What is the FCRA?
- The Foreign Contribution Regulation Act (FCRA) regulates foreign donations and ensures that such contributions do not adversely affect internal security.
- It was first enacted in 1976 and was amended in 2010 when a slew of new measures were adopted to regulate foreign donations.
- The Foreign Contribution (Regulation) Act, 2010 came into force on May 1, 2011 and has been amended twice.
About FCRA 2010
- The Foreign Contribution (Regulation) Act, (FCRA), 2010 and rules framed under it regulate foreign contribution provided by certain individuals or associations to NGOs and others within India.
- The objective is to prevent use of foreign contribution or foreign hospitality for any activity detrimental to the national interest.
- The FCRA is applicable to all associations, groups and NGOs which intend to receive foreign donations.
- It is mandatory for all such NGOs to register themselves under the FCRA.
- The registration is initially valid for five years and it can be renewed subsequently if they comply with all norms.
- Registered associations can receive foreign contributions for social, educational, religious, economic and cultural purposes.
- Filing of annual returns, on the lines of Income Tax, is compulsory.
- The new rules notified by MHA in 2015, requires NGOs to give an undertaking that the acceptance of foreign funds is not likely to prejudicially affect the sovereignty and integrity of India or impact friendly relations with any foreign state and does not disrupt communal harmony.
- Also all such NGOs would have to operate accounts in either nationalised or private banks which have core banking facilities to allow security agencies access on a real time basis.
Who cannot receive foreign donations?
- Members of the legislature and political parties, government officials, judges and media persons are prohibited from receiving any foreign contribution.
- However, in 2017 the Ministry of Home Affairs (MHA), amended the FCRA law paving the way for political parties to receive funds from the Indian subsidiary of a foreign company or a foreign company in which an Indian holds 50% or more shares.
- Foreign contributions can be received by applying for prior permission.
- It is granted for receipt of a specific amount from a specific donor for carrying out specific activities or projects.
- But the association should be registered under statutes such as the Societies Registration Act, 1860, the Indian Trusts Act, 1882, or Section 25 of the Companies Act, 1956.
When is a registration suspended or cancelled?
- The MHA on inspection of accounts and on receiving any adverse input against the functioning of an association can suspend the FCRA registration initially for 180 days.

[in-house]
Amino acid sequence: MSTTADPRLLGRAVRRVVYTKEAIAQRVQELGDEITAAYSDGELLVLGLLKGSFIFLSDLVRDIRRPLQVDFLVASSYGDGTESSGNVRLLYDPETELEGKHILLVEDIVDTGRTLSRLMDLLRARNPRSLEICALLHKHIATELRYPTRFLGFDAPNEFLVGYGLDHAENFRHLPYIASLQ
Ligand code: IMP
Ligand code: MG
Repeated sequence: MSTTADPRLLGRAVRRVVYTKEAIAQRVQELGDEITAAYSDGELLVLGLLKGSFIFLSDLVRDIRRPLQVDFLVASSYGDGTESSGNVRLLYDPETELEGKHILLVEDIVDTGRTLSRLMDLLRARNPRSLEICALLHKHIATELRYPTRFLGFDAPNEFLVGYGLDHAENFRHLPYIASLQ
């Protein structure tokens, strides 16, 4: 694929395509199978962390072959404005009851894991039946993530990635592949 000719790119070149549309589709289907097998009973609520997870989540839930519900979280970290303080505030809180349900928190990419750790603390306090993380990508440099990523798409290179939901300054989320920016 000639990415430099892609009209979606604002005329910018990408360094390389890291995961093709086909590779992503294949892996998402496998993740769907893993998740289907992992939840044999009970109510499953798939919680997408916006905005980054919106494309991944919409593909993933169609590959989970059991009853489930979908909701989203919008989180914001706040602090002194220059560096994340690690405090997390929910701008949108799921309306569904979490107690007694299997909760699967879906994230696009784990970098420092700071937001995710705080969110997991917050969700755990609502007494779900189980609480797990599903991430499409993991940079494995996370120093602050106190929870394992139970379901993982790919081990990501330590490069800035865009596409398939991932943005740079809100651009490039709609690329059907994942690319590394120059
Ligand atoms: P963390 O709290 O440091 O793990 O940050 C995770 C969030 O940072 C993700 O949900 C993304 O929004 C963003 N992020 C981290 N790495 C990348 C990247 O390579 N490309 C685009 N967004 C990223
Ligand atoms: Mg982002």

- Until a decision is taken, the association cannot receive any fresh donation and cannot utilise more than 25% of the amount available in the designated bank account without permission of the MHA.
- The MHA can cancel the registration of an organisation which will not be eligible for registration or grant of ‘prior permission’ for three years from the date of cancellation.
Why in the news?
- The Parliament recently passed a bill to amend the Foreign Contribution (Regulation) Act, 2010.
Key provisions of FCRA Amendment Bill, 2020
- The bill proposes to make Aadhaar a mandatory identification document for all the office-bearers, directors and other key functionaries of an NGO or an association eligible to receive foreign donations.
- The Bill proposes to include “public servant” and “corporation owned or controlled by the government” among the list of entities who are not eligible to receive foreign donations.
- The Bill proposes that not more than 20% (present limit is 50%) of the total foreign funds received could be utilised for administrative expenses.
Need for amendment
- To enhance transparency and accountability in the receipt and utilisation of foreign contributions and
- To facilitate the genuine non-governmental organisations or associations who are working for the welfare of society.
Criticism of the bill
Impairs NGO functioning
- It adds governmental oversight, additional regulations and certification processes, and operational requirements, while simultaneously reducing the limit of administrative expenditure that can be allocated to foreign contributions to 20% from the previous 50% which would impair their effective functioning.
Incompatible with International obligations
- The International Commission of Jurists has said the new law was incompatible with international obligations and India’s own constitutional provisions on rights and would hamper the work of civil society.
- Seamless sharing of ideas and resources across national boundaries is essential to the functioning of a global community, and should not be discouraged unless there is reason to believe the funds are being used to aid illegal activities.